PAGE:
pertaining to your course. You may also wish to create a Student
Café or Chat room where student to student communication
occurs directly, about class-related, and non-class-related matters..
Participate in the on-line
discussion of course material with your students. You may also
wish to assign students responsibility for beginning on-line
Promote Learning Communities
where students work with one another to master the material in
Engaging Students Through
Make your lecture an on-line
conversation. As your students read through the “lecture” sections
of your on-line course, create points at which your students may
respond to questions, or examine a linked website and report back.
Follow up your lectures with
assignments that range from simple written essays to case studies and
group problem solving activities. Be available as a “coach” to assist
students with these tasks. Assignments that have students interacting
with other students or with the instructor are more engaging than
those where the learner works in isolation.
Students should be asked to
assess various aspects of the course—from the instructor’s
contribution to those of fellow students. Try to conduct assessments
in the middle of each term, when there is still time to make changes,
as well as at the close of the course.
Engaging Students Through
Instructional Design Itself
Students may also be engaged
through the physical design of your instructional website.
Changing the appearance of the website on occasion to highlight useful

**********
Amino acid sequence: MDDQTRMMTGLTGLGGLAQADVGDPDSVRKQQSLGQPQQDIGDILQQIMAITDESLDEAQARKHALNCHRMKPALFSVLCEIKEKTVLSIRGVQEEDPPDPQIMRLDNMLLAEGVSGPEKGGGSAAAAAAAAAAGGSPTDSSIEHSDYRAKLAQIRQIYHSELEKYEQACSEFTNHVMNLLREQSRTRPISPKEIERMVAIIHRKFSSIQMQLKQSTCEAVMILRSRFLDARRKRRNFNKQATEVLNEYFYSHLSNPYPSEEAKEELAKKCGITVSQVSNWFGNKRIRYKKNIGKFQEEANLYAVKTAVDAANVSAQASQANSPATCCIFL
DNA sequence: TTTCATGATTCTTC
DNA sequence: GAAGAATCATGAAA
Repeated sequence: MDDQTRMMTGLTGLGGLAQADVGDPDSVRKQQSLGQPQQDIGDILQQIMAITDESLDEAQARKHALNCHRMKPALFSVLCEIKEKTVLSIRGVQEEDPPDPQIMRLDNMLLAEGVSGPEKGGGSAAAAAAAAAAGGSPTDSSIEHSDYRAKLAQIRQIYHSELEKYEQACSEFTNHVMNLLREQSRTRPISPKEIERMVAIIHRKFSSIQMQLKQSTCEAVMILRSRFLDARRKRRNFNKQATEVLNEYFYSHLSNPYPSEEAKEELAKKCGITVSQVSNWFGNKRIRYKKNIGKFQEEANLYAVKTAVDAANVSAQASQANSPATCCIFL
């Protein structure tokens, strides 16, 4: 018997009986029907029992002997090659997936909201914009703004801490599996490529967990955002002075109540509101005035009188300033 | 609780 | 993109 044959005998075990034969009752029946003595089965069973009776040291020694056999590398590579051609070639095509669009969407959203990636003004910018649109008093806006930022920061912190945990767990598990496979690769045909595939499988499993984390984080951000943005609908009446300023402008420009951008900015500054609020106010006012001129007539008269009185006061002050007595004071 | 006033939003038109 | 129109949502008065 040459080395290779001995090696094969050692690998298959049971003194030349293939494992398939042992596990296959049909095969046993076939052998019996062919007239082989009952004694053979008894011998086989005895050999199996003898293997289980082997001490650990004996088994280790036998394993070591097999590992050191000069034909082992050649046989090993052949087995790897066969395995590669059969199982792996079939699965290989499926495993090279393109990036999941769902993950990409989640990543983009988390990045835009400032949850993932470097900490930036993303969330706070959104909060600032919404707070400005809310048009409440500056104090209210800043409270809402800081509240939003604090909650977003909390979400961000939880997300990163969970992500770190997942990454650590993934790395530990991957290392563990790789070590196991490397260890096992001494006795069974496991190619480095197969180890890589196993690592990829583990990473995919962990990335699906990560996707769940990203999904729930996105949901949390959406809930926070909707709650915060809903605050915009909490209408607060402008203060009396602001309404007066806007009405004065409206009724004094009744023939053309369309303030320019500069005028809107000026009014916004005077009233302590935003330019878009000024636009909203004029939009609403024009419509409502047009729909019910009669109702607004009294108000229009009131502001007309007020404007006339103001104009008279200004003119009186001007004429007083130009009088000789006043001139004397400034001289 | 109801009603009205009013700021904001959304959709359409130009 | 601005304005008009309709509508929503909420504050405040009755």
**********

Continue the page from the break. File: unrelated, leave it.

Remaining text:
points or herald new assignments lets students know you are there.
You may also wish to consider the ways in which you organize your
course on line. Repeat your messages at various points on your
website. Dates that activities begin and end should appear in more
than one way. Some learners prefer that activities for each learning
unit or course module appear together. Build in a method for Special
Messages to the class as an indication of your virtual presence as
well as a vehicle to assist the class. Think about using additional
visual media—music, or film—through your on-line website. Short video
clips as prompts for group work or case studies appear to work well in
capturing and focusing learner attention.
The design of your course can
also assist with assessment. Your prompts for student assessment
should appear at conspicuous and logical points in your course
content. Instructors responses to the mid course assessments provide
a powerful form of engagement with learners. The class takes on
something of the feeling of a partnership, a common effort in which
the learners are engaged in making some determinations about what is
going on with their learning.
A fully online class offers many
different ways in which the online learner can be engaged by the
instructor, both inside and outside of the class website and the
course management program. The more opportunities your offer your
students for such engagements the more likely it is that your learners
will become and remain involved with the class, their classmates, your
course and their academic program.